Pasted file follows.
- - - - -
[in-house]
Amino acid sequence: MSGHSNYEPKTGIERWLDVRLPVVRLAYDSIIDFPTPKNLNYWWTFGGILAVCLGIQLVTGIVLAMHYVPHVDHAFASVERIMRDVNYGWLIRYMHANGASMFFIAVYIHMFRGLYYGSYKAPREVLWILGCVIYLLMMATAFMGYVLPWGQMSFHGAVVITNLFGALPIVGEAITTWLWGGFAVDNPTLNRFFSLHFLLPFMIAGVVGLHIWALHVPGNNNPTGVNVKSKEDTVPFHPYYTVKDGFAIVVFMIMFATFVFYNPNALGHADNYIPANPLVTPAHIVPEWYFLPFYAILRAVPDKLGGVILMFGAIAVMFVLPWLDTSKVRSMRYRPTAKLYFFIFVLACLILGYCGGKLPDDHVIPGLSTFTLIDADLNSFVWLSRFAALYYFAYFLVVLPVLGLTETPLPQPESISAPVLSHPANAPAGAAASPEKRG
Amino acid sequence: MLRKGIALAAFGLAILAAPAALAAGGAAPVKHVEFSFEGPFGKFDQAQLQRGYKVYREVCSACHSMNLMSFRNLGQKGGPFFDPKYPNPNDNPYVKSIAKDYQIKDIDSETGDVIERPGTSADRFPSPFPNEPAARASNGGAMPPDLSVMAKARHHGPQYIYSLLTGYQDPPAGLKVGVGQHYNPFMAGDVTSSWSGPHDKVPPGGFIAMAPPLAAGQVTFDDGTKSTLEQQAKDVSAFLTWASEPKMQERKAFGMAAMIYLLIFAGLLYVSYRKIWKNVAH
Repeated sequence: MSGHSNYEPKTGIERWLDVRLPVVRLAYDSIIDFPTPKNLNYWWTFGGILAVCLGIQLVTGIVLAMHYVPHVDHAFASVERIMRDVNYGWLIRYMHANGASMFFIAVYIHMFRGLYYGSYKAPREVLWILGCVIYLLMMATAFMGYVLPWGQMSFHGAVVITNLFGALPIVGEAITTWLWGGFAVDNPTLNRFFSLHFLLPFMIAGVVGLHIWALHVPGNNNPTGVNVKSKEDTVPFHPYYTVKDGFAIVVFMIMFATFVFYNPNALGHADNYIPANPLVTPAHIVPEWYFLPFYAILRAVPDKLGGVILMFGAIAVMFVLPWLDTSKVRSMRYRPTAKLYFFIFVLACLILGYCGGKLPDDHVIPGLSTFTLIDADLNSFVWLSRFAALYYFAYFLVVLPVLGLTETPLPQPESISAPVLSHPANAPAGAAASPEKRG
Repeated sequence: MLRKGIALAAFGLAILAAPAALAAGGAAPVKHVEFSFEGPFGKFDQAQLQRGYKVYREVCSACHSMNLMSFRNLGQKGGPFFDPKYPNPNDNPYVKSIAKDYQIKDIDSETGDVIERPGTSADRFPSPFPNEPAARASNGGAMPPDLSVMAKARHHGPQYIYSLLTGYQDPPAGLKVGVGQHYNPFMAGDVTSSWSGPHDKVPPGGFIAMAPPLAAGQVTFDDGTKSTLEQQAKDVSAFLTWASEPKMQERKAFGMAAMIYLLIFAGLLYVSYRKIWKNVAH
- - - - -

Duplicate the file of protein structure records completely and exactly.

[in-house]
Amino acid sequence: MSGHSNYEPKTGIERWLDVRLPVVRLAYDSIIDFPTPKNLNYWWTFGGILAVCLGIQLVTGIVLAMHYVPHVDHAFASVERIMRDVNYGWLIRYMHANGASMFFIAVYIHMFRGLYYGSYKAPREVLWILGCVIYLLMMATAFMGYVLPWGQMSFHGAVVITNLFGALPIVGEAITTWLWGGFAVDNPTLNRFFSLHFLLPFMIAGVVGLHIWALHVPGNNNPTGVNVKSKEDTVPFHPYYTVKDGFAIVVFMIMFATFVFYNPNALGHADNYIPANPLVTPAHIVPEWYFLPFYAILRAVPDKLGGVILMFGAIAVMFVLPWLDTSKVRSMRYRPTAKLYFFIFVLACLILGYCGGKLPDDHVIPGLSTFTLIDADLNSFVWLSRFAALYYFAYFLVVLPVLGLTETPLPQPESISAPVLSHPANAPAGAAASPEKRG
Amino acid sequence: MLRKGIALAAFGLAILAAPAALAAGGAAPVKHVEFSFEGPFGKFDQAQLQRGYKVYREVCSACHSMNLMSFRNLGQKGGPFFDPKYPNPNDNPYVKSIAKDYQIKDIDSETGDVIERPGTSADRFPSPFPNEPAARASNGGAMPPDLSVMAKARHHGPQYIYSLLTGYQDPPAGLKVGVGQHYNPFMAGDVTSSWSGPHDKVPPGGFIAMAPPLAAGQVTFDDGTKSTLEQQAKDVSAFLTWASEPKMQERKAFGMAAMIYLLIFAGLLYVSYRKIWKNVAH
Repeated sequence: MSGHSNYEPKTGIERWLDVRLPVVRLAYDSIIDFPTPKNLNYWWTFGGILAVCLGIQLVTGIVLAMHYVPHVDHAFASVERIMRDVNYGWLIRYMHANGASMFFIAVYIHMFRGLYYGSYKAPREVLWILGCVIYLLMMATAFMGYVLPWGQMSFHGAVVITNLFGALPIVGEAITTWLWGGFAVDNPTLNRFFSLHFLLPFMIAGVVGLHIWALHVPGNNNPTGVNVKSKEDTVPFHPYYTVKDGFAIVVFMIMFATFVFYNPNALGHADNYIPANPLVTPAHIVPEWYFLPFYAILRAVPDKLGGVILMFGAIAVMFVLPWLDTSKVRSMRYRPTAKLYFFIFVLACLILGYCGGKLPDDHVIPGLSTFTLIDADLNSFVWLSRFAALYYFAYFLVVLPVLGLTETPLPQPESISAPVLSHPANAPAGAAASPEKRG
Repeated sequence: MLRKGIALAAFGLAILAAPAALAAGGAAPVKHVEFSFEGPFGKFDQAQLQRGYKVYREVCSACHSMNLMSFRNLGQKGGPFFDPKYPNPNDNPYVKSIAKDYQIKDIDSETGDVIERPGTSADRFPSPFPNEPAARASNGGAMPPDLSVMAKARHHGPQYIYSLLTGYQDPPAGLKVGVGQHYNPFMAGDVTSSWSGPHDKVPPGGFIAMAPPLAAGQVTFDDGTKSTLEQQAKDVSAFLTWASEPKMQERKAFGMAAMIYLLIFAGLLYVSYRKIWKNVAH